Before dying, Michael Jackson chose his aging mother to act as a guardian for his children. Jackson also chose legendary singer Diana Ross to act as a guardian in case his mother was unable to. Some wonder whether Jackson should have chosen another person to act as a guardian or backup guardian. While there is no doubt that Jackson’s mother loves her grandchildren, questions would arise if she was no longer able to serve as guardian in her aging condition before the children reached the age of majority. If this did occur, it is possible that the children would have to move across the country to where Diana Ross lives. There seems to be too much room for potential error.

Celebrities may feel that their lives are always being scrutinized by the public eye. That scrutiny can even carry over when a celebrity passes away. Despite having access to some of the best estate-planning advice, a few wealthy celebrities left behind huge legal fees and taxes, bitter court fights, and other issues. Below you can see how drafting a will and keeping it updated can avoid any potential problems that may arise for your loved ones.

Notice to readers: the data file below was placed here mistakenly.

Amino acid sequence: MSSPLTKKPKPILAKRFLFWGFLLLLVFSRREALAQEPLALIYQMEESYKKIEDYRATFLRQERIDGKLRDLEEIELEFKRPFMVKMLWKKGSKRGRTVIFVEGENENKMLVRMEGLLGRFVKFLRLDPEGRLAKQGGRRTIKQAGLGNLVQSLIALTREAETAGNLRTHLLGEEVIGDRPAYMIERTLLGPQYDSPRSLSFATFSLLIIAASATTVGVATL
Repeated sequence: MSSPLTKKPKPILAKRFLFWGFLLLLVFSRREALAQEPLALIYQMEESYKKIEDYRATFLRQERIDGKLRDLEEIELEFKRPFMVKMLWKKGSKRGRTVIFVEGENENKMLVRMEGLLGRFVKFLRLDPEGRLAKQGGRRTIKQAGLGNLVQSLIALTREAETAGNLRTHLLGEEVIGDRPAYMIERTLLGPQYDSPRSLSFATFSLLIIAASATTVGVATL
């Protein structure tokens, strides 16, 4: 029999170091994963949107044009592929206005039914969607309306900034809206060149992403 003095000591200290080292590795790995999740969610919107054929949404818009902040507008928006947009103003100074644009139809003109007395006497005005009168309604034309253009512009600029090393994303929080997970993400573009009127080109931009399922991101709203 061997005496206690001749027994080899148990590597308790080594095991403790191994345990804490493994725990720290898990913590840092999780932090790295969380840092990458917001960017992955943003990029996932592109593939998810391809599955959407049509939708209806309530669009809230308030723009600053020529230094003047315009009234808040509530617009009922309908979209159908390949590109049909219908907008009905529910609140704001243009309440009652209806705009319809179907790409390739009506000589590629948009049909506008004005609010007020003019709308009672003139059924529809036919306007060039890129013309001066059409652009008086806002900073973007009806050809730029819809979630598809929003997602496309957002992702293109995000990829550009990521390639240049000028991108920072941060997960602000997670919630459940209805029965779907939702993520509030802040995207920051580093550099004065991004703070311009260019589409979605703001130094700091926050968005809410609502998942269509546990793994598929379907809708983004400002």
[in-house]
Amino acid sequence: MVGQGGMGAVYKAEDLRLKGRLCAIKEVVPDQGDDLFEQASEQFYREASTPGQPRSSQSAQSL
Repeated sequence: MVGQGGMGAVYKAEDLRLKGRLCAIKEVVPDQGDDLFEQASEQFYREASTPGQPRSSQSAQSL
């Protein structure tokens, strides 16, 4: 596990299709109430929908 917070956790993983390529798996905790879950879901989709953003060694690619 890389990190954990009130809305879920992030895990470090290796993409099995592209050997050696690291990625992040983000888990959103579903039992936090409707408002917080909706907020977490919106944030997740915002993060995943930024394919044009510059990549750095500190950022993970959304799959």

Gary Coleman

Gary Coleman, former child actor and star of the television show Diff’rent Strokes, died unexpectedly in 2010 at the age of 42 after sustaining a fall.

You probably know what a will is and what it does. However, what you may not know is that there are different kinds of wills. Under Tennessee law, there are three different types of wills. Each one has its own requirements and restrictions. It is important to know what are the positives and negatives of each type of will. If you need help or advice drafting your will, be sure to contact an experienced Tennessee wills attorney.